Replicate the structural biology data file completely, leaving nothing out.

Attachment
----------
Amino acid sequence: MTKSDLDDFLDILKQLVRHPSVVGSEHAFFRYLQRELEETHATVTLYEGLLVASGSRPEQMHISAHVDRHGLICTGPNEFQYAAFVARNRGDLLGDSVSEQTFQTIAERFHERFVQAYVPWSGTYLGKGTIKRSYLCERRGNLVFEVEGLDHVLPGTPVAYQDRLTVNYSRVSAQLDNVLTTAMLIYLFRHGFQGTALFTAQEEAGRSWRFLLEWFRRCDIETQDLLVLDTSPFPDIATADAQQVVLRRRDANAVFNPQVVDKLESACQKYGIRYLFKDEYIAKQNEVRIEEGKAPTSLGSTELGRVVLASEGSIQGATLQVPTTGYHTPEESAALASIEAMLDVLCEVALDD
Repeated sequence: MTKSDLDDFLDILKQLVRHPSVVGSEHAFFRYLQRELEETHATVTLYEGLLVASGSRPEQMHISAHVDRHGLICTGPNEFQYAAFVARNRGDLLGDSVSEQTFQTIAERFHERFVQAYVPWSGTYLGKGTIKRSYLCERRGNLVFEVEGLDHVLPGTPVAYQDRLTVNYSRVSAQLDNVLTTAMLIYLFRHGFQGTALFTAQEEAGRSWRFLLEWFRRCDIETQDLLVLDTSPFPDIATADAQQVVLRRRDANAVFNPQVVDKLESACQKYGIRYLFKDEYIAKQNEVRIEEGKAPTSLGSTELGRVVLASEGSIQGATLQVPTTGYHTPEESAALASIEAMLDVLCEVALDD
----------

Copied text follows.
Amino acid sequence: MTKSDLDDFLDILKQLVRHPSVVGSEHAFFRYLQRELEETHATVTLYEGLLVASGSRPEQMHISAHVDRHGLICTGPNEFQYAAFVARNRGDLLGDSVSEQTFQTIAERFHERFVQAYVPWSGTYLGKGTIKRSYLCERRGNLVFEVEGLDHVLPGTPVAYQDRLTVNYSRVSAQLDNVLTTAMLIYLFRHGFQGTALFTAQEEAGRSWRFLLEWFRRCDIETQDLLVLDTSPFPDIATADAQQVVLRRRDANAVFNPQVVDKLESACQKYGIRYLFKDEYIAKQNEVRIEEGKAPTSLGSTELGRVVLASEGSIQGATLQVPTTGYHTPEESAALASIEAMLDVLCEVALDD
Repeated sequence: MTKSDLDDFLDILKQLVRHPSVVGSEHAFFRYLQRELEETHATVTLYEGLLVASGSRPEQMHISAHVDRHGLICTGPNEFQYAAFVARNRGDLLGDSVSEQTFQTIAERFHERFVQAYVPWSGTYLGKGTIKRSYLCERRGNLVFEVEGLDHVLPGTPVAYQDRLTVNYSRVSAQLDNVLTTAMLIYLFRHGFQGTALFTAQEEAGRSWRFLLEWFRRCDIETQDLLVLDTSPFPDIATADAQQVVLRRRDANAVFNPQVVDKLESACQKYGIRYLFKDEYIAKQNEVRIEEGKAPTSLGSTELGRVVLASEGSIQGATLQVPTTGYHTPEESAALASIEAMLDVLCEVALDD